Newspapers and other media companies around the country have thought they were doing their communities a favor by publishing databases of personal information for gun owners and concealed firearm permit holders. In December 2012 The Journal News published all handgun permit holders in 2 New York counties. More recently, it was rumored that Civitas Media was considering an attempt at putting together a national database. This was later denied by Civitas Media saying the released email was poorly crafted and that they had merely considered, but then dismissed the idea. It's also being talked about again by the Journal News who is looking for more information to publish. Regardless, it’s happened before and it’s bound to happen again.
It’s a bad idea for several reasons. Perhaps they haven’t thought through this, or perhaps they don’t care, but these types of databases do a disservice to everyone, gun owners and non-gun owners, except for criminals. I can only assume that the people who publish this information think that it will help, but I have a hard time understanding how. The information being released is personal information for gun owners and permit holders who have given their personal information to the state in order to follow the law. They own their guns and have their permits legally. A database won’t take those away. It may keep neighbors with opposite views on guns from interacting or being neighborly. Perhaps it will keep parents from sending their kids over to another home where guns are present. But it won’t stop any public shooting from happening. And I can’t see it helping anyone other than criminals.
First, criminals that are looking for guns they now know exactly where to go to steal one. They are saved a lot of time from going to houses that don’t have guns. Hopefully those houses that have guns are locked, but for a determined criminal many lockboxes, trigger locks, and even safes won’t keep them safe. With trigger locks and other similar locks that do not lock the gun, only protect the trigger the guns can be stolen and the criminal can take their time working to get the locks off if a safer location. Many lockboxes and lighter duty safes can be smashed or forced open relatively quickly or the locks picked by someone with a little knowledgeable. Even most affordable biometric safes have a backup key lock that can be picked relatively easily. So for a criminal with a few tools and some basic knowledge he has a lot higher chance of getting his hands on a weapon with a list of locations that contain firearms.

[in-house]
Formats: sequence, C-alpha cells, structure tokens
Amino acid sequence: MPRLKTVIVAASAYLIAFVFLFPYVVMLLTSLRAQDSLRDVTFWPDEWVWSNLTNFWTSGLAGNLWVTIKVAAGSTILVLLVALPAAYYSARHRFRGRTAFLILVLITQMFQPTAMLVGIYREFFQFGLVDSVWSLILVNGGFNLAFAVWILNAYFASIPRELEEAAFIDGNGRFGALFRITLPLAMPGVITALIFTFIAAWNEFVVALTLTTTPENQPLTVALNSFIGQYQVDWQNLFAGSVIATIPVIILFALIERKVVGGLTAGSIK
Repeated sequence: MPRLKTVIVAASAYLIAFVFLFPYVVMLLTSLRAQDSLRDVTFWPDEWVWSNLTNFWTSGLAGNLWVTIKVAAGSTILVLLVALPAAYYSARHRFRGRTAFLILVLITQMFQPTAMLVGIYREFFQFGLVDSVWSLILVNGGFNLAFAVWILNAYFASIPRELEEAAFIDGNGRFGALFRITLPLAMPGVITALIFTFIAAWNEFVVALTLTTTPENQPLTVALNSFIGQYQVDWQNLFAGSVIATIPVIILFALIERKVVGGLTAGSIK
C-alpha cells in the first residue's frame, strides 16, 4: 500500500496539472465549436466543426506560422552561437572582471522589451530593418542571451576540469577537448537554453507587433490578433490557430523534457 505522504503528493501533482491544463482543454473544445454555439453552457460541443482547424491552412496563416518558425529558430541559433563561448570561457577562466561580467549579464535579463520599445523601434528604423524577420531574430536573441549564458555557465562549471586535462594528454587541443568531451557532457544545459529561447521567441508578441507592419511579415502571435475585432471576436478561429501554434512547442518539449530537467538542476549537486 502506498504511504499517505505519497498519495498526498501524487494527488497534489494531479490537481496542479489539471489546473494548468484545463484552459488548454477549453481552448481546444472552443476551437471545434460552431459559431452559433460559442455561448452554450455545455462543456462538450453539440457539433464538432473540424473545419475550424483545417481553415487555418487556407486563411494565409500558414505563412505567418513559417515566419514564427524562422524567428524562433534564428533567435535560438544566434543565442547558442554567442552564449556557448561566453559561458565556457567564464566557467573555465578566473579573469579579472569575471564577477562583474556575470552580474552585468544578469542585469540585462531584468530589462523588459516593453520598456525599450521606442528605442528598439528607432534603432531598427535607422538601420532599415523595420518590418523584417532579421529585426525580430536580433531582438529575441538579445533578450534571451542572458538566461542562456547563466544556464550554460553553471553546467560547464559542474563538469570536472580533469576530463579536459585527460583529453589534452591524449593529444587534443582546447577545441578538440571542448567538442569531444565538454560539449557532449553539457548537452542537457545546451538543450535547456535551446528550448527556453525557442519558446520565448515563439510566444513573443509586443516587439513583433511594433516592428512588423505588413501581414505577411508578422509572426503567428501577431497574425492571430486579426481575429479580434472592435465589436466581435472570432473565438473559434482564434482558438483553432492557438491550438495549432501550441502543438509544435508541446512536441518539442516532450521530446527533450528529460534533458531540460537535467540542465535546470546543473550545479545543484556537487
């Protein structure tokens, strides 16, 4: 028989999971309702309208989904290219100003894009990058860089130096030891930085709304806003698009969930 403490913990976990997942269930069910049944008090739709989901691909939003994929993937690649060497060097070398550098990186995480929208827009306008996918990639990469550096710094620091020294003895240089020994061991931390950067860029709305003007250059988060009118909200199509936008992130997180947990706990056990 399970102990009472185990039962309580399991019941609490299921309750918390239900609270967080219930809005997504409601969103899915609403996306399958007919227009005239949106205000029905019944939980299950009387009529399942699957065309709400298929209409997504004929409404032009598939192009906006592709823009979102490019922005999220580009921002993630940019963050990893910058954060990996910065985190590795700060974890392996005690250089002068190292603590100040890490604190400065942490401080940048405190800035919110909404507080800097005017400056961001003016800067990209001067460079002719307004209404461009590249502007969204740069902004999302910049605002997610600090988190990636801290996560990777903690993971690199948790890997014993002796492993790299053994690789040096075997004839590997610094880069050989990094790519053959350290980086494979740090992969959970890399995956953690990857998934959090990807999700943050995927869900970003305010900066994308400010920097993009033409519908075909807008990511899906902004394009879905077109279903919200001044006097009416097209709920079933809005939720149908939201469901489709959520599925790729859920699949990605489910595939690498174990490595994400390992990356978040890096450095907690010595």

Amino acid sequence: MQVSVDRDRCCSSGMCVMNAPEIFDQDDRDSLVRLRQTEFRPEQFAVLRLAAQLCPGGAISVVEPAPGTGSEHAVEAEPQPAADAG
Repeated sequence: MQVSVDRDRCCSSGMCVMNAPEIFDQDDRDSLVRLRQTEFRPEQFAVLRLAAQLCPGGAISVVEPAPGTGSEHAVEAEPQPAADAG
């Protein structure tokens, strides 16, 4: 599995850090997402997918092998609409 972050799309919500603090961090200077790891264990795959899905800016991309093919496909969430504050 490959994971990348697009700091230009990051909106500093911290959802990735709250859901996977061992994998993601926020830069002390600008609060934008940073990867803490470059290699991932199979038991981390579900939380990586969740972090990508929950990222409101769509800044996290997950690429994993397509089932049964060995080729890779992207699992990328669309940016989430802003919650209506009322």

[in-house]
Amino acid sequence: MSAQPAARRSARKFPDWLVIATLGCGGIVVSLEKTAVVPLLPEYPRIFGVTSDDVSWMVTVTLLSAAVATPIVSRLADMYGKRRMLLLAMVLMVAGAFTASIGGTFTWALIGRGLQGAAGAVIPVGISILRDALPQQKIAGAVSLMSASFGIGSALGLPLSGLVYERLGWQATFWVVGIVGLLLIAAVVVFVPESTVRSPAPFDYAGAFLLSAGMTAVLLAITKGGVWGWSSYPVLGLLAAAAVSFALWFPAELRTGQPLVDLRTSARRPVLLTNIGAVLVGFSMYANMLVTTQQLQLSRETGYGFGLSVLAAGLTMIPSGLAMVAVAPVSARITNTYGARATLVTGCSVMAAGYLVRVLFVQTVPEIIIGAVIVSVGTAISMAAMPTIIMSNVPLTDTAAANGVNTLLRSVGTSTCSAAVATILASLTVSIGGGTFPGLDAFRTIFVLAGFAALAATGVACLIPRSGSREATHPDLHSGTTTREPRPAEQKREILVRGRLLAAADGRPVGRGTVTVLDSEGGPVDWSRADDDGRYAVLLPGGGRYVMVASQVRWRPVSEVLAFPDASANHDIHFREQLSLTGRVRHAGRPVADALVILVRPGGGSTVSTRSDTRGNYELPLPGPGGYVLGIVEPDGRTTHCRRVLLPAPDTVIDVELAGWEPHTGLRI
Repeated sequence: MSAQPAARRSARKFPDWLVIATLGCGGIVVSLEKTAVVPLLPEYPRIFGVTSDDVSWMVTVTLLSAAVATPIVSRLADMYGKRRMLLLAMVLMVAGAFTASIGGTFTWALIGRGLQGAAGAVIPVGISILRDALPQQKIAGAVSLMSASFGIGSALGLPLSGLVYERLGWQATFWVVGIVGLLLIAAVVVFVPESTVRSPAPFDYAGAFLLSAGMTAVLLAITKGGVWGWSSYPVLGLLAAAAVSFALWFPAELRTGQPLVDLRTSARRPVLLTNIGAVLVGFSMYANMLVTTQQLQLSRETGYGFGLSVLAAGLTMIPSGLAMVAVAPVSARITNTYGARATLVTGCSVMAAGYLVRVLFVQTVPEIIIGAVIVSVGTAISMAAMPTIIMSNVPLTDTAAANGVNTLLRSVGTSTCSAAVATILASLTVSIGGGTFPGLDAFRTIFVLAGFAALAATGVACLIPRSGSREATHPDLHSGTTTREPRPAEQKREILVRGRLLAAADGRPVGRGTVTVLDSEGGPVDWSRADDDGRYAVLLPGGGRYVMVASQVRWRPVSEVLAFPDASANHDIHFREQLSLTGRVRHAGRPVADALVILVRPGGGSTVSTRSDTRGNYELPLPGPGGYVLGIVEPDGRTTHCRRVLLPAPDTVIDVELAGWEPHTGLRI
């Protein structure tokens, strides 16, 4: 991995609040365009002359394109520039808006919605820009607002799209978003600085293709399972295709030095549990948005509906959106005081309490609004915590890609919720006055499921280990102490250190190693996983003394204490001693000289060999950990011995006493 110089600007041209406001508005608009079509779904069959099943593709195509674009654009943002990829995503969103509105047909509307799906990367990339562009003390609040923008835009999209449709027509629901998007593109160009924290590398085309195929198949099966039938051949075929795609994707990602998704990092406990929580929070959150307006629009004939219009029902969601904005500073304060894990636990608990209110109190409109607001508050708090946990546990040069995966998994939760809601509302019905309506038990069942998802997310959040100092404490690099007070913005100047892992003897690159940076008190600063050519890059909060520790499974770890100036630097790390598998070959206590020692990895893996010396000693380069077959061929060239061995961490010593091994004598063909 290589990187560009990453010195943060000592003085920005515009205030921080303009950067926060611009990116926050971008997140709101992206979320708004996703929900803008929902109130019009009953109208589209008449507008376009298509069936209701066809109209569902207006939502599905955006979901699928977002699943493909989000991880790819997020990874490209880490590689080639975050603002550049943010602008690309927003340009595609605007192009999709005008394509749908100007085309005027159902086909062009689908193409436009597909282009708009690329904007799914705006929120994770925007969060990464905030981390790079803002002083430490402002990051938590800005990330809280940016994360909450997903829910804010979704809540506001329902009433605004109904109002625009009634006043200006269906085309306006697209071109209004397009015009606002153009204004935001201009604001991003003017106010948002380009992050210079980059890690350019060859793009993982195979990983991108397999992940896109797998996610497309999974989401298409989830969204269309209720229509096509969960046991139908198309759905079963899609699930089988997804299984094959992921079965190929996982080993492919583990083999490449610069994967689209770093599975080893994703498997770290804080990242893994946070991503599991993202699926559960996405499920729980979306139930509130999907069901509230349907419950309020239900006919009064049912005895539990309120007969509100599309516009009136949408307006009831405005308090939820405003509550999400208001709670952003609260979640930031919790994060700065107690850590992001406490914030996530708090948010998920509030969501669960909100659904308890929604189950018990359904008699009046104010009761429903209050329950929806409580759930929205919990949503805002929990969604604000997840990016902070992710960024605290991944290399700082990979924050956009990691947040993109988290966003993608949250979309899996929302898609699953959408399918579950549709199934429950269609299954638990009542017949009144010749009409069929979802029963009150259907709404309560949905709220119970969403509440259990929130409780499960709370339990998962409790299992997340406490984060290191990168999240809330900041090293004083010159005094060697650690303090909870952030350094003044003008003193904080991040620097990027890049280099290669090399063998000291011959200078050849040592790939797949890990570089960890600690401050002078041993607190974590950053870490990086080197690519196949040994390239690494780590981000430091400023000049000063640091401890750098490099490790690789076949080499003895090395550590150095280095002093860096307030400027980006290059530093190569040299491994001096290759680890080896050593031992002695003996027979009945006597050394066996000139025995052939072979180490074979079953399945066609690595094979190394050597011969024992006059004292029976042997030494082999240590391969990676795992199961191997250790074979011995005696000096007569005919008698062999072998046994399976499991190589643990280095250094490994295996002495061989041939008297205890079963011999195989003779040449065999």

Unlike the first group, other criminals want to avoid violence. These databases are perfect for them also because they know what houses to rob where they are not likely to encounter a homeowner with guns. If they are looking for light resistance they can pick and choose based on houses with no guns inside. Non-gun owners may as well put up a sign in their front yard indicating that they have no weapons inside and robbers are free to take whatever they would like without resistance. This may be a little exaggerated, but if I would suppose a criminal looking for a quick and easy score would choose a house without a gun if they had that information.
Also consider determined criminals who have specific target. A stalker, rapist, or other career criminal who has a specific target. Knowing whether or not that person has a gun may lead to a more aggressive action initially for fear of retaliation. Part of the benefit of having a concealed firearm is that it acts as a deterrent to criminals who do not know who is armed. But it also acts as a surprise factor so you may be able to pull your gun at the right moment against an attack and have an edge against an attacker.
In Utah, concealed firearm permit holder information is protected by law from the Freedom of Information Act, so newspapers can’t access this information to publish. I only see more states moving in this direction as people realize that it doesn’t help anyone other than criminals.